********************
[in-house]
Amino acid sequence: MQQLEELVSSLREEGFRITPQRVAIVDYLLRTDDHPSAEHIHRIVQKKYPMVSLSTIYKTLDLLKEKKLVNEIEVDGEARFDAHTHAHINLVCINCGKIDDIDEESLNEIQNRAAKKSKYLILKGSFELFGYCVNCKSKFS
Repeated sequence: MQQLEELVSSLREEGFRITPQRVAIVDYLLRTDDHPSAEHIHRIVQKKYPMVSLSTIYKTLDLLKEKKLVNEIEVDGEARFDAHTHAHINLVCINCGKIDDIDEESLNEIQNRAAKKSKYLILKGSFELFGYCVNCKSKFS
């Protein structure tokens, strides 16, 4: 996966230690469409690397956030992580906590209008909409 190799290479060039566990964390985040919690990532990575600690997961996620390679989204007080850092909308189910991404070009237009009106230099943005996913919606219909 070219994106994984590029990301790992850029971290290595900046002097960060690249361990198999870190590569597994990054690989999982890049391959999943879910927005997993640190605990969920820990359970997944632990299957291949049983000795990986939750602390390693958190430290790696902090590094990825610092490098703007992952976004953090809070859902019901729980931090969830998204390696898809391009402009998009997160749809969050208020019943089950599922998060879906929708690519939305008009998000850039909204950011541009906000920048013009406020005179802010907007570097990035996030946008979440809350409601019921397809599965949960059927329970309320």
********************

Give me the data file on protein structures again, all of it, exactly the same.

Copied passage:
[in-house]
Amino acid sequence: MQQLEELVSSLREEGFRITPQRVAIVDYLLRTDDHPSAEHIHRIVQKKYPMVSLSTIYKTLDLLKEKKLVNEIEVDGEARFDAHTHAHINLVCINCGKIDDIDEESLNEIQNRAAKKSKYLILKGSFELFGYCVNCKSKFS
Repeated sequence: MQQLEELVSSLREEGFRITPQRVAIVDYLLRTDDHPSAEHIHRIVQKKYPMVSLSTIYKTLDLLKEKKLVNEIEVDGEARFDAHTHAHINLVCINCGKIDDIDEESLNEIQNRAAKKSKYLILKGSFELFGYCVNCKSKFS
């Protein structure tokens, strides 16, 4: 996966230690469409690397956030992580906590209008909409 190799290479060039566990964390985040919690990532990575600690997961996620390679989204007080850092909308189910991404070009237009009106230099943005996913919606219909 070219994106994984590029990301790992850029971290290595900046002097960060690249361990198999870190590569597994990054690989999982890049391959999943879910927005997993640190605990969920820990359970997944632990299957291949049983000795990986939750602390390693958190430290790696902090590094990825610092490098703007992952976004953090809070859902019901729980931090969830998204390696898809391009402009998009997160749809969050208020019943089950599922998060879906929708690519939305008009998000850039909204950011541009906000920048013009406020005179802010907007570097990035996030946008979440809350409601019921397809599965949960059927329970309320």